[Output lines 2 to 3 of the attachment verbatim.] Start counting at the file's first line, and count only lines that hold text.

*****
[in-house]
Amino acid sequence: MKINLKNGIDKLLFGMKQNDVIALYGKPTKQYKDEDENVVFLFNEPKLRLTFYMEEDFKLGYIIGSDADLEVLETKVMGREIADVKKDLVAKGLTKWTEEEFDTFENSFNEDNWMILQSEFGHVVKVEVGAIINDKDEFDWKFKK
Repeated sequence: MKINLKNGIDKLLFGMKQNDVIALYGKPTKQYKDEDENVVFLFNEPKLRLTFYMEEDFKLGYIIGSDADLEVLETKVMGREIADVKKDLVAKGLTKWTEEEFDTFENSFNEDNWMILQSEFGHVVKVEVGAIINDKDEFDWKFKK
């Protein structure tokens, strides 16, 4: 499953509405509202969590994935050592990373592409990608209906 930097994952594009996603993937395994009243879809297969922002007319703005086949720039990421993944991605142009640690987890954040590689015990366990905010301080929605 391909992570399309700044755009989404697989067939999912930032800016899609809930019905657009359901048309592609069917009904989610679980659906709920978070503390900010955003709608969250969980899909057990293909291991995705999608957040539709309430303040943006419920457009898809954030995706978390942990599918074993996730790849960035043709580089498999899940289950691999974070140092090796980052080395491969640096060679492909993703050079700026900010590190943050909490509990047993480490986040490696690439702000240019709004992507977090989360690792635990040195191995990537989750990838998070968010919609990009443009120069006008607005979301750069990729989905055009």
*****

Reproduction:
Amino acid sequence: MKINLKNGIDKLLFGMKQNDVIALYGKPTKQYKDEDENVVFLFNEPKLRLTFYMEEDFKLGYIIGSDADLEVLETKVMGREIADVKKDLVAKGLTKWTEEEFDTFENSFNEDNWMILQSEFGHVVKVEVGAIINDKDEFDWKFKK
Repeated sequence: MKINLKNGIDKLLFGMKQNDVIALYGKPTKQYKDEDENVVFLFNEPKLRLTFYMEEDFKLGYIIGSDADLEVLETKVMGREIADVKKDLVAKGLTKWTEEEFDTFENSFNEDNWMILQSEFGHVVKVEVGAIINDKDEFDWKFKK